Then his research slowed to a trickle, so I stopped paying him and we lost contact.
In 2009, unbeknownst to me, he began a reprehensible short-and-distort campaign against Lennar (NYSE:LEN), the homebuilder. Lennar sued him, showed what he was doing, and a judge sent him back to prison in 2011 to serve a richly-deserved five-year sentence. (See Wikipedia for the full story.)
I had nothing to do with any of this, but Sullivan is obviously insinuating that I’m doing to his company what Minkow tried to do to Lennar. This is, of course, absurd.
I am guilty of perhaps wasting my money and certainly being a bad judge of character in this particular instance – a master con man fooled me (and a lot of other folks) – but that’s all.
Question 3 (from Ray):
“I value what you do and it is not always easy to be facing off an evil doing company or entity.
What is puzzling to me is that why California CARB regulatory agency has not stepped forward to put an end to the mis-labeling practices of Lumber Liquidators or other companies doing the same?
Is there anything that we can do to help?”
Thanks for your question. I’m not surprised that CARB hasn’t taken any action yet. My experience with most regulatory agencies is that they take forever to take action, even in the most obvious cases of wrongdoing. In fairness, it can take time to document everything, to ensure that whatever action they take will hold up in court when the company inevitably countersues/appeals.
I think there’s a lot of scrutiny/pressure on CARB (and other regulatory agencies like the Consumer Product Safety Commission), however, so I’d be surprised if there isn’t meaningful action in the next month or two.
Question 4 (from Clayton):
Whitney I was hoping you can comment on Lumber Liquidators’s quote on CARB, located on the third line on Page 4: app.quotemedia.com/data/downloadFiling?w…
“CARB has indicated to us that no one in the industry is required to conduct deconstructive testing for compliance purposes ”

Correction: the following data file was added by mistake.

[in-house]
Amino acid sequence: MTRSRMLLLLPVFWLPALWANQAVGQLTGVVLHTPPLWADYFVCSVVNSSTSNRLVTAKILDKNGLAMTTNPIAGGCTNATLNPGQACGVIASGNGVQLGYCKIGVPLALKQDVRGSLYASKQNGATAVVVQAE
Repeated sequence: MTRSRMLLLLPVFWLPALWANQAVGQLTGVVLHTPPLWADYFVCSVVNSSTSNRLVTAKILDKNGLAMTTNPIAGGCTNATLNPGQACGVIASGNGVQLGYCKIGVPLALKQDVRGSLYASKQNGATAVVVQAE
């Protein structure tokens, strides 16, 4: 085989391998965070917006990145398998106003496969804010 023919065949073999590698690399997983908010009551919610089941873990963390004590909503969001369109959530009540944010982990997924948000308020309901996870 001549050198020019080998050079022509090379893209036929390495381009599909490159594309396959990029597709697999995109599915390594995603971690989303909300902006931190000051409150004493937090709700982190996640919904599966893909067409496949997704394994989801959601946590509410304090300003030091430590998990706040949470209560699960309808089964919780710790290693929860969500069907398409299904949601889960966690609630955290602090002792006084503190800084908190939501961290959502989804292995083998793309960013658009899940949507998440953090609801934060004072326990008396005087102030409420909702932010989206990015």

Why is CARB apparently telling Lumber Liquidators one thing and you another?
Thank you for your question. This is a typical statement from Lumber Liquidators: true but highly misleading and disingenuous. CARB doesn’t require testing of finished laminate at all (only the initial medium-density fiberboard, before it’s made into laminate), but if testing of finished product is done, it specifies clearly that it must first be deconstructed.
If you’re interested in the details of exactly why Lumber Liquidators’ claim that 60 Minutes (and others’) testing is “improper” is wrong – it’s their testing that’s questionable and/or improper – I suggest reading a few of my articles:
- Why Lumber Liquidators’ Wood Testing Doesn’t Comply With CARB;
- Lumber Liquidators’ Campaign Of Distraction And Deception;
- A Response To Lumber Liquidators; and
- Explaining Lumber Liquidators’ Reckless Strategy And Rebutting Its Claims About Deconstructive Testing.
Question 5 (from Ken):
I see the issue not as “this test vs. that test” but whether or not there was deliberate mis-labeling of product and if Lumber Liquidators had knowledge, should have had knowledge or was complicit.
Obviously, the factory workers statement is anecdotal evidence.
My question is simply:
What steps are or can be taken to investigate the veracity of their claims? …. and are they underway or likely to be pursued?
Is there any indication of what tests the mill used to certify